• Dr. Vasiliy Triandafilidi: "Polyelectrolyte hydrogels are materials that combine electrical properties of solid materials, like in our iPhones, with flexibility of organic materials. Dr. Triandafilidi studied the behaviour of electronic devices made of gel to find a way to improve their characteristics to be used in robotics and prosthetics as artificial skin."
  • Dr. Mohammad Shanb Ghazani: "Dr. Ghazani's doctoral studies focused on the development of an easy method to sort particles into different classes. He designed and made a device to continuously separate microfibre particles. His findings contribute to the bio-product industry and will allow for either reduced energy usage or enhanced service performance."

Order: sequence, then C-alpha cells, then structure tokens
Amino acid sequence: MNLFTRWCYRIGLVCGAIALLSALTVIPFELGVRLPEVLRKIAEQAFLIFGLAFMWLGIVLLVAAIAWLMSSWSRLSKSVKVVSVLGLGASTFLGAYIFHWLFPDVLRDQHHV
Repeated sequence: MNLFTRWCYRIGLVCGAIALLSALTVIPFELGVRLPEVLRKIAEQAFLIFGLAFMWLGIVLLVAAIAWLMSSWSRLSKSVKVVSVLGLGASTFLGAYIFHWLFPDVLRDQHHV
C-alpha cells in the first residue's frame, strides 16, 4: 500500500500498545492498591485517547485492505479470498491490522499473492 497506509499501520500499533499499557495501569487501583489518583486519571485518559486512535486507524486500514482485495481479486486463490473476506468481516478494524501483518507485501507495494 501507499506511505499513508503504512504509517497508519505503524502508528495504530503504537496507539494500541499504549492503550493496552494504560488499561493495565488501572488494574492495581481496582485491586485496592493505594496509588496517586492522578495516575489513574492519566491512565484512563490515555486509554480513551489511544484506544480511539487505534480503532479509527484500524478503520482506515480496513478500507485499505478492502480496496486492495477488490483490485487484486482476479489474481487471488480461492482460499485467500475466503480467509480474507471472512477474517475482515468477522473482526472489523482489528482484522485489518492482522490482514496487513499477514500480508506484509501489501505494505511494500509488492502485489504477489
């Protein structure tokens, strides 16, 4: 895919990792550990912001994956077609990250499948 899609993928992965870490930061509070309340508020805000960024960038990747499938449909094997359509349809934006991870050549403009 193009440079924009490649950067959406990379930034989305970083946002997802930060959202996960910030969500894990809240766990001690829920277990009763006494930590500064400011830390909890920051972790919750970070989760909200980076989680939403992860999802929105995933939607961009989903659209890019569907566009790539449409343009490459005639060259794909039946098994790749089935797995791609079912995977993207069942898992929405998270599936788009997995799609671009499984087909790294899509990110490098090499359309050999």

• Dr. Robertus Dhimas Dhewangga Putra: "Dr. Putra developed a process for bio-fuel production using renewable carbon from woody biomass and hydrogen from glycerol and water. He showed that gasoline-like compounds can be obtained in a single process. His findings will contribute to the development of sustainable and scalable bio-refineries."
  • Dr. Frank Nkansah-Boadu: "Dr. Nkansah-Boadu studied the treatment of selenium-contaminated coal mine-affected water using microbial consortia from mine-affected sediments. He discovered novel selenium-reducing bacteria and selenium removal pathways. His findings contribute knowledge for designing systems for remediating selenium-contaminated mine waters."
  • Dr. Danielle Aline Salvatore: "Dr. Salvatore designed and fabricated a reactor to convert waste carbon dioxide to carbon-based fuels at high efficiencies. Her research has furthered the development of cost-competitive energy storage technologies which are critical to enabling a renewable energy economy."